By Emily VanMarter, Northwest Christian High School Intern to ThurstonTalk
Have you ever had a teacher that has really influenced how you act? Or the decisions you make in your life? Or maybe, this teacher is someone you just look up to as a person. Perhaps they not only teach you math or science, but also life skills. They are a role model.
Gloria Walker is the art teacher at Northwest Christian High School (NCHS). She grew up in Southern California, and completed her schooling there. Though Walker didn’t start considering teaching until her junior or senior year of high school, she had been interested in the arts since before she was even in school. “My mom would always bring home new art supplies for me to play around with. I remember loving to draw, even back when I was three or four years old.”
For most, hard work is required to achieve the skill and talent of Walker, but she didn’t have to try hard at all. “Most of my skill is natural. The only classes I ever remember taking were maybe a couple in middle school. But besides college, because I majored in art, I never really took art classes,” commented Walker.
In between junior or senior year in high school, Walker visited a college art class with some of her friends. “This was really my motivation to become a teacher,” she commented. “I was really nervous, and I thought for sure they weren’t even going to let me in because I was in high school. But it honestly ended up being the most amazing experience. I learned a lot, and realized I wanted to teach it to others as well.”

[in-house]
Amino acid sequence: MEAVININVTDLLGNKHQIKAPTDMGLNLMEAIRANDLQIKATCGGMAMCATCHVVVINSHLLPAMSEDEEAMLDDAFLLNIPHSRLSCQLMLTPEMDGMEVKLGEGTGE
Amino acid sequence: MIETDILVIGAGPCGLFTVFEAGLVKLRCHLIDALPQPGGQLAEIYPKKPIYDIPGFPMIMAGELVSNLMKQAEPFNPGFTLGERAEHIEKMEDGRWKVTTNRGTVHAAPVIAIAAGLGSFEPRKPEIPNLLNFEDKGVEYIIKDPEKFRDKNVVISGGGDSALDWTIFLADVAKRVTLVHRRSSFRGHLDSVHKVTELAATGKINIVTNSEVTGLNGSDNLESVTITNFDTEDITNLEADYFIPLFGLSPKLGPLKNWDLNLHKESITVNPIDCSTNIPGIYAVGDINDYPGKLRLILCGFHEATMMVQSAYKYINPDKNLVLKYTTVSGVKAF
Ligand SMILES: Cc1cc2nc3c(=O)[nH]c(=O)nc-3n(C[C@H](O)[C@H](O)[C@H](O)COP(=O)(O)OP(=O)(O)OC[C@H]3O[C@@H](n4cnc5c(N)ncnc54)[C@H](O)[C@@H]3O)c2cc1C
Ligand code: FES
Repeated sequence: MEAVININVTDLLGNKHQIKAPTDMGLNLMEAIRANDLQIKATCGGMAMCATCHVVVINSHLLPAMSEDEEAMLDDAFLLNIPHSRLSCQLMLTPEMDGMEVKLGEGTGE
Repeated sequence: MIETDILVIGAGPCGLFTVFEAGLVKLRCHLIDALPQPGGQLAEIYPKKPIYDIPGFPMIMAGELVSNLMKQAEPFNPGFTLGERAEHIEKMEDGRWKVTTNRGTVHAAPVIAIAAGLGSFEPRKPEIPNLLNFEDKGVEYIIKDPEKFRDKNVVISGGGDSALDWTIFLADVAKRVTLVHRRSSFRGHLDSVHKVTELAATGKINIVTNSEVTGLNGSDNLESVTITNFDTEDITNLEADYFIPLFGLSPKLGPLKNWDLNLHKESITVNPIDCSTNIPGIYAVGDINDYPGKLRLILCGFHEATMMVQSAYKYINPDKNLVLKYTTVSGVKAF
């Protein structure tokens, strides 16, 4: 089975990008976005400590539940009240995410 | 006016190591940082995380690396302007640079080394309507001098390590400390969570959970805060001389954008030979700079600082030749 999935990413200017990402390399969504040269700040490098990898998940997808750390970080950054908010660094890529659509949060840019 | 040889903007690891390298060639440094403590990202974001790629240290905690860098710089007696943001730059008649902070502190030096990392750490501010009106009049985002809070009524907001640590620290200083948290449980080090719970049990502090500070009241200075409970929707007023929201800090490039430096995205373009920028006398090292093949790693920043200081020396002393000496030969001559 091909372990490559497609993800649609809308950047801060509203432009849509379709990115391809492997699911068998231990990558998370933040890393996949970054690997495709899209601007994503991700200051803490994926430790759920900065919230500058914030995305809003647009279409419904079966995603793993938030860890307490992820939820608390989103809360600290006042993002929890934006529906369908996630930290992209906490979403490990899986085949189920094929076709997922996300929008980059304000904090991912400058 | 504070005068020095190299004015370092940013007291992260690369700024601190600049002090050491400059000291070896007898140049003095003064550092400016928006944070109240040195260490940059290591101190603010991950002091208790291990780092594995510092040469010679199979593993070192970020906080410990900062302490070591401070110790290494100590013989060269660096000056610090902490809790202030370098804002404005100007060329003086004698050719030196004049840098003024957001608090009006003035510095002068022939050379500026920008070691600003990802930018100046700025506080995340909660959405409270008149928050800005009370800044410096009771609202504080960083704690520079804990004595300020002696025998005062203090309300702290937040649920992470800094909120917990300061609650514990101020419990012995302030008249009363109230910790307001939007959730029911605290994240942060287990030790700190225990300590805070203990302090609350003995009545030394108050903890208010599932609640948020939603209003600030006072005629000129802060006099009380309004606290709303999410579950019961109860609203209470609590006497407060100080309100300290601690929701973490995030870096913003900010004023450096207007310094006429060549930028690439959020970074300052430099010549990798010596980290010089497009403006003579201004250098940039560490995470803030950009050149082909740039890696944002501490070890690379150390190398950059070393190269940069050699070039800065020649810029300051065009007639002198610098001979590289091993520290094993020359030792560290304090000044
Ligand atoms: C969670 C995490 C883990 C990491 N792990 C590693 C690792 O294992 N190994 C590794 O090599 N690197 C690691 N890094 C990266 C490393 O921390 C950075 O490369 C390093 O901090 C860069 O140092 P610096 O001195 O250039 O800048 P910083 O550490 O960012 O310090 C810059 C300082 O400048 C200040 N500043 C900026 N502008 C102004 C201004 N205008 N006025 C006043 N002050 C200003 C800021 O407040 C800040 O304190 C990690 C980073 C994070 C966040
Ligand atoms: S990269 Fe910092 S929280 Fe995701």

After deciding this was her calling, she got to work. She finished school in California and began teaching in Southern California, working in ten different elementary schools over 13 years. She then transitioned to teaching at a junior high fed by the elementary school she’d taught at before. “It was really cool, because by the time I got done teaching at the elementary school and moved to the junior high, the kids I had originally taught had moved up, so it was like I was moving up with my students,” commented Walker. In addition, she found time to teach an art class at night at Azusa Pacific University for six years.
Eight years ago, Walker moved to Washington from California. “It was really my husband’s decision. I was really nervous to leave my family, but it was an adventure, so we took it.” Her husband had retired, and he encouraged her to take some time off as well. So instead of looking for a job right away, she taught a small art class at a crafts shop in Olympia.
Then, three years ago, she met another teacher from NCHS, Judy Hadley. After Hadley mentioned the school was looking for a new art teacher, Walker offered up her services, interviewed, and was offered the position. For the last three years, she has held the position of the art teacher, and has lofty goals for all her students.
“I like to think of my teaching as art therapy. When I teach a student something they haven’t learned before, I make sure they know it doesn’t have to be perfect every time, or perfect at all. I grade their work based on effort, not on skill. Someone with amazing ability could pump out a piece of work that might take someone else hours or even days to do. But I want them to enjoy what they are doing – something that they are interested in. I want them to love the work that they do.”
This style of teaching has helped many kids that have come through her classes find the artist inside of them they didn’t know was there.
And yet, through all of her skill and experience, Walker has never looked for fame. “I have never wanted to be famous,” she commented. “I have thought about it, but I’m a very shy person, and I don’t really like receiving public praise for the work I do. It is nice to be recognized every once and a while by people I know, but I have never wanted it to be public.”
Though she is modest in her works, Walker encourages her students to push their limits in their artistic abilities. As a teacher, she not only teaches the subject, but helps the students understand it on a deeper level, and apply it to their lives.